This is a response to the editorial entitled “Dialogue needed over child care,” Oct. 14.
Over the past few decades, there has been an increasing push to view the child as a child of the state. Thus, the state seeks the right to assume the responsibility for the care, well-being and education of the child.
The child is actually first and foremost a child of the family. In the natural order the child is born into a family.
That family then has the right and responsibility to protect, guide and nurture that child. Interaction in a loving family develops an appreciation and respect for privacy, as well as other valuable skills which foster the dignity of the human person. Many “experts” do not seem to grasp that reality. It is also a reality that strong, civilized and productive societies have strong families as a foundation.
Family life has broken down during recent decades, making it easier for the state to move in and take over. Indeed, it is the very philosophy of state intrusion and control that has contributed greatly to this sad situation.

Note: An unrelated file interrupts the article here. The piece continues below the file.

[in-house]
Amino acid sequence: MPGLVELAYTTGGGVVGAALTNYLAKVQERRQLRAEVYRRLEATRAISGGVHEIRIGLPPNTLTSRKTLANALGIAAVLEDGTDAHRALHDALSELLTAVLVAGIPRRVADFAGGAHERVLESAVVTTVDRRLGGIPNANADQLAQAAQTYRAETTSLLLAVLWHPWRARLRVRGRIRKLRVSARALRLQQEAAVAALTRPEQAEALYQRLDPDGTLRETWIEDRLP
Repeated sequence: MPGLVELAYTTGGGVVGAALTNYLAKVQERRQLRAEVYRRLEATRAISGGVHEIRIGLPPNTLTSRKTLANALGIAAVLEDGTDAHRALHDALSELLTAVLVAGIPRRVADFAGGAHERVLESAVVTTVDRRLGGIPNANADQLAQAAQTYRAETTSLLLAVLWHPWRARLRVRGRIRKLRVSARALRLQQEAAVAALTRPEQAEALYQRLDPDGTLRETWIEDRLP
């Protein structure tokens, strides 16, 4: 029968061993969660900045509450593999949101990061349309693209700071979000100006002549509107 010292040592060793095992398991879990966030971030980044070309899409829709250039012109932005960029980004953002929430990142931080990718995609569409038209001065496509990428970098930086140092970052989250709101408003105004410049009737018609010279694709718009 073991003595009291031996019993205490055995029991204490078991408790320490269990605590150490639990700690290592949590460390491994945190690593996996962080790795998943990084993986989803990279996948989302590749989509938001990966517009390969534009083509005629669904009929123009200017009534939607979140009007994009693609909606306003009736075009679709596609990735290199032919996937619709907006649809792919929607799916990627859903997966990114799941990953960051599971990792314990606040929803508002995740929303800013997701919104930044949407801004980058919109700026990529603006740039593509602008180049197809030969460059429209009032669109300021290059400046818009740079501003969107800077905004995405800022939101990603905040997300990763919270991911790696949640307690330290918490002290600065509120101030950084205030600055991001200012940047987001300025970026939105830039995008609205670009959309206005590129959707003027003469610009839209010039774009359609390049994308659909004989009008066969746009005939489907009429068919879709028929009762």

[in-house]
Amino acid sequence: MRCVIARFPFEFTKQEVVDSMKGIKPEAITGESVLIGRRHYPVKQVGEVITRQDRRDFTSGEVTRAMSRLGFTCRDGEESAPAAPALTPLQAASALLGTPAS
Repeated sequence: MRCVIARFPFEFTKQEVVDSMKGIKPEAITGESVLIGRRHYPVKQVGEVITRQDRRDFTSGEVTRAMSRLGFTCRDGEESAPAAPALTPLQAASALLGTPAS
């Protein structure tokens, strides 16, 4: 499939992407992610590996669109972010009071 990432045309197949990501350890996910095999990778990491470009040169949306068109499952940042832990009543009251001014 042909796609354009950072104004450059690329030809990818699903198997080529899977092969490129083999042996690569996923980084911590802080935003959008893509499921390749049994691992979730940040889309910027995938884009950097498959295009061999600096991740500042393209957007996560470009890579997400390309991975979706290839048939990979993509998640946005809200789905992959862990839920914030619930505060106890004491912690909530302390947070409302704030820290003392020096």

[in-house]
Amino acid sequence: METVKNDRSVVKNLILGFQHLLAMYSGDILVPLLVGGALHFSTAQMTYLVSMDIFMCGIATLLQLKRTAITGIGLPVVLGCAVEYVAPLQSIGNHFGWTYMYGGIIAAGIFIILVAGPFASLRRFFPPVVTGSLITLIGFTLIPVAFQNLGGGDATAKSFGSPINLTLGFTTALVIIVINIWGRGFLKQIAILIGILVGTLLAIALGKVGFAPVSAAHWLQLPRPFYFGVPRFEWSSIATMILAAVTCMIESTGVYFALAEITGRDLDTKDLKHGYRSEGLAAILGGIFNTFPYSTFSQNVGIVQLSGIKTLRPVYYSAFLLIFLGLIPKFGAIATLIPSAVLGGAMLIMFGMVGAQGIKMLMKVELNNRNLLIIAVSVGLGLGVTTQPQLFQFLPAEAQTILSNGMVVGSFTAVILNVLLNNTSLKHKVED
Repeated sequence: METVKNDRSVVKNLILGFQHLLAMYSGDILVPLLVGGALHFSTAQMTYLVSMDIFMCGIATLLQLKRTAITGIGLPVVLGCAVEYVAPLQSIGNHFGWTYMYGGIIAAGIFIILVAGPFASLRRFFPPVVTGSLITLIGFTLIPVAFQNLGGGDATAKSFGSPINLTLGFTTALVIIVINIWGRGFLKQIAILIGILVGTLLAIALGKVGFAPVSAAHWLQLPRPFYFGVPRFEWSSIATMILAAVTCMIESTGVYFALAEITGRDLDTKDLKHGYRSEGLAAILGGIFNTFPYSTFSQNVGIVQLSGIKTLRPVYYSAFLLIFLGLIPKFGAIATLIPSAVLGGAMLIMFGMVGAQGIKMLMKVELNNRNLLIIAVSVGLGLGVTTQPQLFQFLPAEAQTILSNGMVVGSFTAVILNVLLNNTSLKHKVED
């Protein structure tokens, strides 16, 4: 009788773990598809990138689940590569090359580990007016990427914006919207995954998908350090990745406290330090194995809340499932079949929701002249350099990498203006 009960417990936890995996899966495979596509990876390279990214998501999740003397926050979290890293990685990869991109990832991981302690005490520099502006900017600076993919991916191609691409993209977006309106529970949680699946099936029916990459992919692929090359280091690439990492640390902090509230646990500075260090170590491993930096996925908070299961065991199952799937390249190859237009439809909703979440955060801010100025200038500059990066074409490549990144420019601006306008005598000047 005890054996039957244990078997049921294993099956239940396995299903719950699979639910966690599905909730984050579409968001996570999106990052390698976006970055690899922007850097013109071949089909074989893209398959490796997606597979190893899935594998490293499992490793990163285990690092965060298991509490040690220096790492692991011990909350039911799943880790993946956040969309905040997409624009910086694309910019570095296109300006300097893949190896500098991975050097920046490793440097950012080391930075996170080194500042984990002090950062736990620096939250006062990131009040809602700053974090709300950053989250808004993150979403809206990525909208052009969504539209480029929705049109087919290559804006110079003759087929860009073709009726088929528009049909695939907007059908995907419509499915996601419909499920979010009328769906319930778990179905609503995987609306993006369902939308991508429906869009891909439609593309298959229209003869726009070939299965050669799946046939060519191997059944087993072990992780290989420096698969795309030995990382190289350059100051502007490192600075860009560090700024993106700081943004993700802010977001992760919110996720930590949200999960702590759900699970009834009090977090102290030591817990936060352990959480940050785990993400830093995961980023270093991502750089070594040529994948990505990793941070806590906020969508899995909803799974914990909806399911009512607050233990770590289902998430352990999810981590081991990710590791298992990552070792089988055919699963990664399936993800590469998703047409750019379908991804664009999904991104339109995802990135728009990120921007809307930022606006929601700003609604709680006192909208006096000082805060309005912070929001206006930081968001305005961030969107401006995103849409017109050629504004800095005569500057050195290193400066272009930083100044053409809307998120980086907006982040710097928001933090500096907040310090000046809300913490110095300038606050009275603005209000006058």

It does not seem to occur to many people that more government control will lead to less and less individual freedom.
This is a socialist agenda based on control of the dumbed-down and thus easily manipulated masses, as opposed to a society of strong, independent, well-educated individuals who have compassion and respect for their fellow man.
Given the questionable tactics and materials being foisted on even very young children in state schools across the country, good family homes are of paramount importance.
If at all possible, the most beneficial educational situation for the child, the family, and society as a whole would be private schooling or home schooling – at least until state schools regain their proper role and focus.
The role of schools is to work with families for the benefit of children, to concentrate on imparting knowledge and practical skills — not to be be preoccupied with time-consuming and detrimental social engineering tactics designed to stimulate emotions, dull the mind, and erase the spiritual dimension.
Confucius said: “Those who turn the education of their children over to someone else without strict supervision are derelict in their duty.”
Those wise words are even more valid and vital today.